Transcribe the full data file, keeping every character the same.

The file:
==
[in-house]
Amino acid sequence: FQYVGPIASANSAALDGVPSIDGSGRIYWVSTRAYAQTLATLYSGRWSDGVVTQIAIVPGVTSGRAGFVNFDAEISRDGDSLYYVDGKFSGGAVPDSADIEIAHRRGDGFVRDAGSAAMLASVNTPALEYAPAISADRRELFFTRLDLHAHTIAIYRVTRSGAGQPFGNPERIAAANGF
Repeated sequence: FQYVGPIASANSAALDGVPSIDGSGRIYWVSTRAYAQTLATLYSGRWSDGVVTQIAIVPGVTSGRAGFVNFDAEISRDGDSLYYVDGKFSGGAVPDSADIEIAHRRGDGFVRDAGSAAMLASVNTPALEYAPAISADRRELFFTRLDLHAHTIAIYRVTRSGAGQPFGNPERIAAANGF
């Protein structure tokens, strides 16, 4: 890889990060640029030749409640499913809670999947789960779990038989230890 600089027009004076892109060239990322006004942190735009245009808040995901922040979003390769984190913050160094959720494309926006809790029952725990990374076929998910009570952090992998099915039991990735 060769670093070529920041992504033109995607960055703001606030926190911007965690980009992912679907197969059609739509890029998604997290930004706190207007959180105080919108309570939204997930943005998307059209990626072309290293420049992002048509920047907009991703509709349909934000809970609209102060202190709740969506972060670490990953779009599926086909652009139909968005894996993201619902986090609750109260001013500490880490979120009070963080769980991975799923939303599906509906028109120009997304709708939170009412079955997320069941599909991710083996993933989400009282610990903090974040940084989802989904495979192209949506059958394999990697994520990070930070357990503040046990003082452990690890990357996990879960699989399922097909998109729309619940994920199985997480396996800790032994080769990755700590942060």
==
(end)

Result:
[in-house]
Amino acid sequence: FQYVGPIASANSAALDGVPSIDGSGRIYWVSTRAYAQTLATLYSGRWSDGVVTQIAIVPGVTSGRAGFVNFDAEISRDGDSLYYVDGKFSGGAVPDSADIEIAHRRGDGFVRDAGSAAMLASVNTPALEYAPAISADRRELFFTRLDLHAHTIAIYRVTRSGAGQPFGNPERIAAANGF
Repeated sequence: FQYVGPIASANSAALDGVPSIDGSGRIYWVSTRAYAQTLATLYSGRWSDGVVTQIAIVPGVTSGRAGFVNFDAEISRDGDSLYYVDGKFSGGAVPDSADIEIAHRRGDGFVRDAGSAAMLASVNTPALEYAPAISADRRELFFTRLDLHAHTIAIYRVTRSGAGQPFGNPERIAAANGF
């Protein structure tokens, strides 16, 4: 890889990060640029030749409640499913809670999947789960779990038989230890 600089027009004076892109060239990322006004942190735009245009808040995901922040979003390769984190913050160094959720494309926006809790029952725990990374076929998910009570952090992998099915039991990735 060769670093070529920041992504033109995607960055703001606030926190911007965690980009992912679907197969059609739509890029998604997290930004706190207007959180105080919108309570939204997930943005998307059209990626072309290293420049992002048509920047907009991703509709349909934000809970609209102060202190709740969506972060670490990953779009599926086909652009139909968005894996993201619902986090609750109260001013500490880490979120009070963080769980991975799923939303599906509906028109120009997304709708939170009412079955997320069941599909991710083996993933989400009282610990903090974040940084989802989904495979192209949506059958394999990697994520990070930070357990503040046990003082452990690890990357996990879960699989399922097909998109729309619940994920199985997480396996800790032994080769990755700590942060």